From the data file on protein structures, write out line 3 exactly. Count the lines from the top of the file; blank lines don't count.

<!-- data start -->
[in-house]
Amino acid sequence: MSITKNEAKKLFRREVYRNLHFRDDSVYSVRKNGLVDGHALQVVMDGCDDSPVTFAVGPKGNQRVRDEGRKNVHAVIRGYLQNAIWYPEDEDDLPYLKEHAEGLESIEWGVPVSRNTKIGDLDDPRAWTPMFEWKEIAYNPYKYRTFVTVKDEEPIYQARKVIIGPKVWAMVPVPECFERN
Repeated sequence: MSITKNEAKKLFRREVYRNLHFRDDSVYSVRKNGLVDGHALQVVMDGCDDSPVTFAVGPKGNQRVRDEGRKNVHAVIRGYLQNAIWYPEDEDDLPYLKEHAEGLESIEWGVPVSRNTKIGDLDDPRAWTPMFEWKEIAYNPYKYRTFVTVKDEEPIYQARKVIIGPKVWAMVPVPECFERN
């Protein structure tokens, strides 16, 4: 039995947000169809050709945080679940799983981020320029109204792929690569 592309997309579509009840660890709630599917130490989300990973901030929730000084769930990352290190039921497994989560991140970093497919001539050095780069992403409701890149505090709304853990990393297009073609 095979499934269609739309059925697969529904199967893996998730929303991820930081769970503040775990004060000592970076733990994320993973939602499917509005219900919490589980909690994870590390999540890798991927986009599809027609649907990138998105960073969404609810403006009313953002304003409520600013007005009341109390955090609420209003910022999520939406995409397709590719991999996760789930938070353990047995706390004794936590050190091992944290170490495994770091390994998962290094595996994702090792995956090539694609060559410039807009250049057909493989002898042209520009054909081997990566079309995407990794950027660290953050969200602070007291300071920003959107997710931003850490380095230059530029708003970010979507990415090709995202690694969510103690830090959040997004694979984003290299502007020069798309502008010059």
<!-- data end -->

Repeated sequence: MSITKNEAKKLFRREVYRNLHFRDDSVYSVRKNGLVDGHALQVVMDGCDDSPVTFAVGPKGNQRVRDEGRKNVHAVIRGYLQNAIWYPEDEDDLPYLKEHAEGLESIEWGVPVSRNTKIGDLDDPRAWTPMFEWKEIAYNPYKYRTFVTVKDEEPIYQARKVIIGPKVWAMVPVPECFERN